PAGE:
The rest of the paper is organized as follows. In Section 2, the microgel model and the simulation approach are outlined. The results are presented in Section 3, and Section 4 summarizes our findings.

2. Models

2.1. Microgel

A microgel particle is comprised of a regular network of polymers, which are internally connected by Nc tetra-functional cross-links and with Nd dangling ends at the surface, due to its finite size, as illustrated in Figure 1. The ratio Nd/(NcNd) indicates the relative importance of surface effects [29]. The limit Nd/(NcNd) → 0 corresponds to the case of a macrogel, where surface effects are negligible.

Polymers 06 01602 g001 1024
Figure 1. Topological structure of a microgel particle with Nc = 729 cross-links and Nm = 40 monomers per polymer. (Top) Initial state with fully stretched polymers; (bottom) equilibrated structure for lD = 0 under good solvent conditions. Cross-link monomers are indicated in orange.

Click here to enlarge figure

Figure 1. Topological structure of a microgel particle with Nc = 729 cross-links and Nm = 40 monomers per polymer. (Top) Initial state with fully stretched polymers; (bottom) equilibrated structure for lD = 0 under good solvent conditions. Cross-link monomers are indicated in orange.
Polymers 06 01602 g001 1024

An individual polymer is modeled as a linear chain of Nm monomers. A nearly constant bond length, l, is maintained by the harmonic potential:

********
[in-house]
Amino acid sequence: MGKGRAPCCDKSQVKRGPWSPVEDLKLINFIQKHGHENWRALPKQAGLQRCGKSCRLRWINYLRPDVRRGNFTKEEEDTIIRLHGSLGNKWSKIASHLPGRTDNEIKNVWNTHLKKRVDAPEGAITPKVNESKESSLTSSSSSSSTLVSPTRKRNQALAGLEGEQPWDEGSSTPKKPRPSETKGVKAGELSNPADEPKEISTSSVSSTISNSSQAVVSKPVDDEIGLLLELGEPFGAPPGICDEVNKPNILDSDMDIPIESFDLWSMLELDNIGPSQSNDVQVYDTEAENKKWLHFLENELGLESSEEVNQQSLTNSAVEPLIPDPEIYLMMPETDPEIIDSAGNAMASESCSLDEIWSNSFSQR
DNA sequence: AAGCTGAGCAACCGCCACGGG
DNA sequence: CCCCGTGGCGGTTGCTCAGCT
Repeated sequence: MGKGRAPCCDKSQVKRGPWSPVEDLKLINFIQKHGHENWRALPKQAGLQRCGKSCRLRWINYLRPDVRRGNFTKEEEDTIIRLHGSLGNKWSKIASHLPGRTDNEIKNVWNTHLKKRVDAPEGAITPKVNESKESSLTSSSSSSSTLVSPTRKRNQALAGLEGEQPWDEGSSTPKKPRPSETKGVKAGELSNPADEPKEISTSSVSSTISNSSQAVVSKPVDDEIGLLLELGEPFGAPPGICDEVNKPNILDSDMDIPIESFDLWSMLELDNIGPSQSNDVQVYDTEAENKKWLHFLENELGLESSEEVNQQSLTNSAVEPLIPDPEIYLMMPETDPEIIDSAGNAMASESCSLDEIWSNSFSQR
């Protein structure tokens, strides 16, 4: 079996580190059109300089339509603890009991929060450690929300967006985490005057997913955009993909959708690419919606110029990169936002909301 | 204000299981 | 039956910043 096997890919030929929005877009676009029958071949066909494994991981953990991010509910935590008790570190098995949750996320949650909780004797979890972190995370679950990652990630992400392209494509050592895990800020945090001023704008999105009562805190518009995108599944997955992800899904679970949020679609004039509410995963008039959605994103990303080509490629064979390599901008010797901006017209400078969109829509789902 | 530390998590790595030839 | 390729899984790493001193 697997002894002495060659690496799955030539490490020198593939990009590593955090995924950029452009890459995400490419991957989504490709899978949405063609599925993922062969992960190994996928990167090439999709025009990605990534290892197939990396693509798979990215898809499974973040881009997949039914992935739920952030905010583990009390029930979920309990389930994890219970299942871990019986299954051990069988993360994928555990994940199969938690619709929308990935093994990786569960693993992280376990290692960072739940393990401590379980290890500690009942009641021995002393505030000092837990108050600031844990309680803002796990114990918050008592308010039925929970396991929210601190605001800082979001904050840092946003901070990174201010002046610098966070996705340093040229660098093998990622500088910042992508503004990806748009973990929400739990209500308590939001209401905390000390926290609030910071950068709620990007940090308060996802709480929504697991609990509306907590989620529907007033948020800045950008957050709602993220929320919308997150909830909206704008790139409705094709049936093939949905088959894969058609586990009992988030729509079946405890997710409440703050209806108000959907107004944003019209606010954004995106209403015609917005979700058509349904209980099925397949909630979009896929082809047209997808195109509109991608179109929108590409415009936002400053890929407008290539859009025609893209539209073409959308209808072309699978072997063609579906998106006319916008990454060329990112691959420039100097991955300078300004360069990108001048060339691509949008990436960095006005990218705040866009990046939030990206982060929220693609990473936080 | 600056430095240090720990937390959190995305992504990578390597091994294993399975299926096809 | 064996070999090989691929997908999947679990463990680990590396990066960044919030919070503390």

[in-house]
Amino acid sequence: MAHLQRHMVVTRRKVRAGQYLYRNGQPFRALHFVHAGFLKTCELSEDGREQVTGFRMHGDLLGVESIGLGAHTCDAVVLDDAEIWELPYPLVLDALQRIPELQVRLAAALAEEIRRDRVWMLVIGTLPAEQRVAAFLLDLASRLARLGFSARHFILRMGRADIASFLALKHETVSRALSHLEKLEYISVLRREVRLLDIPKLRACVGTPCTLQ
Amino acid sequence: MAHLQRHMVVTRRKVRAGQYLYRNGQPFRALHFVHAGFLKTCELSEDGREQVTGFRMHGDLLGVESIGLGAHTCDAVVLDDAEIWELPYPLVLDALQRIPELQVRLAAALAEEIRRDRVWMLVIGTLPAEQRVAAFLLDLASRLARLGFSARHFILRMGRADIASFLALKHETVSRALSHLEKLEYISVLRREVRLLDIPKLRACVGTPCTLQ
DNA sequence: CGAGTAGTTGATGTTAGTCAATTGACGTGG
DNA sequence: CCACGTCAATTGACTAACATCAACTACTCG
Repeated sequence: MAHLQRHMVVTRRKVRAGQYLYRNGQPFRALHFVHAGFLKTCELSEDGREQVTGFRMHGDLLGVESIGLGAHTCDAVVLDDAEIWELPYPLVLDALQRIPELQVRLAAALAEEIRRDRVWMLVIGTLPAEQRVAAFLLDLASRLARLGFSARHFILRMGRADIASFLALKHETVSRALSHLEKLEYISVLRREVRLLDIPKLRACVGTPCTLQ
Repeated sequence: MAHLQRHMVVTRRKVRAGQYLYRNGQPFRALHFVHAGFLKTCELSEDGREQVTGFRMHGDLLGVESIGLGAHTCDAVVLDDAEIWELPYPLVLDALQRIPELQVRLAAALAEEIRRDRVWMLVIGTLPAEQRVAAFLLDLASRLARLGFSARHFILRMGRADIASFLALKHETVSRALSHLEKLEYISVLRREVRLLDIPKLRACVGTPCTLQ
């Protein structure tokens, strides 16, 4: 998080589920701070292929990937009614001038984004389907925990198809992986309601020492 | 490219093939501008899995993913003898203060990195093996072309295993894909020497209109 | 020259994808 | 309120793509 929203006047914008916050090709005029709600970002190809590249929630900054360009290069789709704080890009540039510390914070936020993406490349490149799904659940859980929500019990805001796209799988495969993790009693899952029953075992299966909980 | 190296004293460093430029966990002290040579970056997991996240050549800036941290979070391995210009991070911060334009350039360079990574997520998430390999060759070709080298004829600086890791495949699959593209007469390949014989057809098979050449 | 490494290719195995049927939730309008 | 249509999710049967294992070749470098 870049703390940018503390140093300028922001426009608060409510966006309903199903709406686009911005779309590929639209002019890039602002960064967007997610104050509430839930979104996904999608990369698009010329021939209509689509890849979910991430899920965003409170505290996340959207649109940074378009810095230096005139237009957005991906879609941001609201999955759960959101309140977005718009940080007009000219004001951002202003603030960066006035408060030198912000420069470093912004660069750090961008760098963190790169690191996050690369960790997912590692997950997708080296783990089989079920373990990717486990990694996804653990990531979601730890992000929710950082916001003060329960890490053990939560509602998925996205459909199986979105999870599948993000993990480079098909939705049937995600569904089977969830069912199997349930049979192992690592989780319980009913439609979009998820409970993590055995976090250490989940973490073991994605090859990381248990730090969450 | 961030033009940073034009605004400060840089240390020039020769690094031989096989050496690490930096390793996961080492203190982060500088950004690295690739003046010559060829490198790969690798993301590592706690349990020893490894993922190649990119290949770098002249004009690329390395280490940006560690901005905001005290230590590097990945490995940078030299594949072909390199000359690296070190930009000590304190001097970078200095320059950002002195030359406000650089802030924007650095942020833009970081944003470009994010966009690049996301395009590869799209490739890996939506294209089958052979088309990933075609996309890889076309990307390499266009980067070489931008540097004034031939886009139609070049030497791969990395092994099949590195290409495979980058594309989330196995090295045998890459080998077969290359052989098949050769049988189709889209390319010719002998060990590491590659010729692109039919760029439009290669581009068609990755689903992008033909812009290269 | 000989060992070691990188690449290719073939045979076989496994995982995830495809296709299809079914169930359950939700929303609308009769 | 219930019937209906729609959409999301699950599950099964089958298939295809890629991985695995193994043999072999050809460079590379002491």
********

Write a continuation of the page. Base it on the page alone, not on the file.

Polymers 06 01602 i001
between successive monomers, i and i + 1. Here, ri denotes the position of monomer i and ks the spring constant. Excluded-volume interactions between non-bonded monomers are taken into account by the truncated Lennard–Jones (LJ) potential:
Polymers 06 01602 i002
where rij = |rirj|, C = 4ε((σ/rc)12 − (σ/rc)6) and rc is the cut-off radius. The parameter ε characterizes the strength of the interaction, and σ represents the diameter of the monomers. A good solvent is modeled by rc = 21/6σ, using only the repulsive part of the LJ potential. For a poor solvent, the cut-off radius is set to rc = 2.5σ.

Charge-charge interactions between monomers are captured in an effective manner by the Debye–Hückel potential:

Polymers 06 01602 i003
where lB is the Bjerrum length, lD = (4πlBn)−1/2 is the Debye length with the ion concentration n, rDH = 5.3lD is the cut-off radius, T is the temperature and kB is the Boltzmann constant. The dynamics of the monomers is governed by Newton’s equations of motion, which are solved by the velocity-Verlet algorithm [35].